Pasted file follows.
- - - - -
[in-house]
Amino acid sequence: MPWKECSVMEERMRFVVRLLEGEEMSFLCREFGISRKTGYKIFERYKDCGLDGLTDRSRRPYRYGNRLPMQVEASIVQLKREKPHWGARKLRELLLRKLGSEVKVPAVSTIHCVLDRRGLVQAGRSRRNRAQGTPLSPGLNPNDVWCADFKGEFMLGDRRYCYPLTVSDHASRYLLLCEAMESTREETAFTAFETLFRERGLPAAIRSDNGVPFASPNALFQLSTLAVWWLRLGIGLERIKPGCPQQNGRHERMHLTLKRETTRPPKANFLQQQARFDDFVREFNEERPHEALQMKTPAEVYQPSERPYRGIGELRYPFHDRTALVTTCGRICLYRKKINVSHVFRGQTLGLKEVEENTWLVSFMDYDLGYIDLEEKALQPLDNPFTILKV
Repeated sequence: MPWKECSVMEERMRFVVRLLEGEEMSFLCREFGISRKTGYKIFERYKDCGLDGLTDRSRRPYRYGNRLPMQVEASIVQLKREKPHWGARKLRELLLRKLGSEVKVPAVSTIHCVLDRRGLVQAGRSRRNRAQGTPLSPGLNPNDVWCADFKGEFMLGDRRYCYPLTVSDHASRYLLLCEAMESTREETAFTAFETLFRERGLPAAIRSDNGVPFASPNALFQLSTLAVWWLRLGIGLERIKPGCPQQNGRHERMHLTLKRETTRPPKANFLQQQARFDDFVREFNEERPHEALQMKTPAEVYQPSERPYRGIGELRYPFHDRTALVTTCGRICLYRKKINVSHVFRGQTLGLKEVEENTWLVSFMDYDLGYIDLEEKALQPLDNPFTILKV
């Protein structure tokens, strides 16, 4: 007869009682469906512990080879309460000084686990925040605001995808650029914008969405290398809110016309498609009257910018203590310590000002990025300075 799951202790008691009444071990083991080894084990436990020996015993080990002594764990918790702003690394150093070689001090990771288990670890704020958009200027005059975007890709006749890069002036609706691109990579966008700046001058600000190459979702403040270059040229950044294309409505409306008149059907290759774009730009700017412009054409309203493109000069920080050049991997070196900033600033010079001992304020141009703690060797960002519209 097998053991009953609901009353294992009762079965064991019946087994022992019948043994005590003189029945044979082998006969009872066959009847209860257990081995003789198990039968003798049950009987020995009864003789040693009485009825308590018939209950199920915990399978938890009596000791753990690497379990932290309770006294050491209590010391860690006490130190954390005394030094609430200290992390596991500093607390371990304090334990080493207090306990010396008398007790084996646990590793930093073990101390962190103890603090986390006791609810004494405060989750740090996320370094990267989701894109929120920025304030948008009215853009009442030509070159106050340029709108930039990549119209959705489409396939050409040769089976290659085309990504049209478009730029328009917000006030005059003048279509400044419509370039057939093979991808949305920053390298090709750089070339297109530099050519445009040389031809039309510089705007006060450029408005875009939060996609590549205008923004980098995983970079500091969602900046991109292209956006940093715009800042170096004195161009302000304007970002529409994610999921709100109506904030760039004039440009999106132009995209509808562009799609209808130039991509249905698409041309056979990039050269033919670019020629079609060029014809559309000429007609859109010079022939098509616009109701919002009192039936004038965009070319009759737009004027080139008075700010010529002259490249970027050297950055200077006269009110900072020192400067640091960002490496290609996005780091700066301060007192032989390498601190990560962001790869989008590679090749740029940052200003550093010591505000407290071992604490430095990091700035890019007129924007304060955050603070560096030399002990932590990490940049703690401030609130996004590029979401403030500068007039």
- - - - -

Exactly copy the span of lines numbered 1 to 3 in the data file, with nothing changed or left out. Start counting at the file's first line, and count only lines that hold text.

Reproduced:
[in-house]
Amino acid sequence: MPWKECSVMEERMRFVVRLLEGEEMSFLCREFGISRKTGYKIFERYKDCGLDGLTDRSRRPYRYGNRLPMQVEASIVQLKREKPHWGARKLRELLLRKLGSEVKVPAVSTIHCVLDRRGLVQAGRSRRNRAQGTPLSPGLNPNDVWCADFKGEFMLGDRRYCYPLTVSDHASRYLLLCEAMESTREETAFTAFETLFRERGLPAAIRSDNGVPFASPNALFQLSTLAVWWLRLGIGLERIKPGCPQQNGRHERMHLTLKRETTRPPKANFLQQQARFDDFVREFNEERPHEALQMKTPAEVYQPSERPYRGIGELRYPFHDRTALVTTCGRICLYRKKINVSHVFRGQTLGLKEVEENTWLVSFMDYDLGYIDLEEKALQPLDNPFTILKV
Repeated sequence: MPWKECSVMEERMRFVVRLLEGEEMSFLCREFGISRKTGYKIFERYKDCGLDGLTDRSRRPYRYGNRLPMQVEASIVQLKREKPHWGARKLRELLLRKLGSEVKVPAVSTIHCVLDRRGLVQAGRSRRNRAQGTPLSPGLNPNDVWCADFKGEFMLGDRRYCYPLTVSDHASRYLLLCEAMESTREETAFTAFETLFRERGLPAAIRSDNGVPFASPNALFQLSTLAVWWLRLGIGLERIKPGCPQQNGRHERMHLTLKRETTRPPKANFLQQQARFDDFVREFNEERPHEALQMKTPAEVYQPSERPYRGIGELRYPFHDRTALVTTCGRICLYRKKINVSHVFRGQTLGLKEVEENTWLVSFMDYDLGYIDLEEKALQPLDNPFTILKV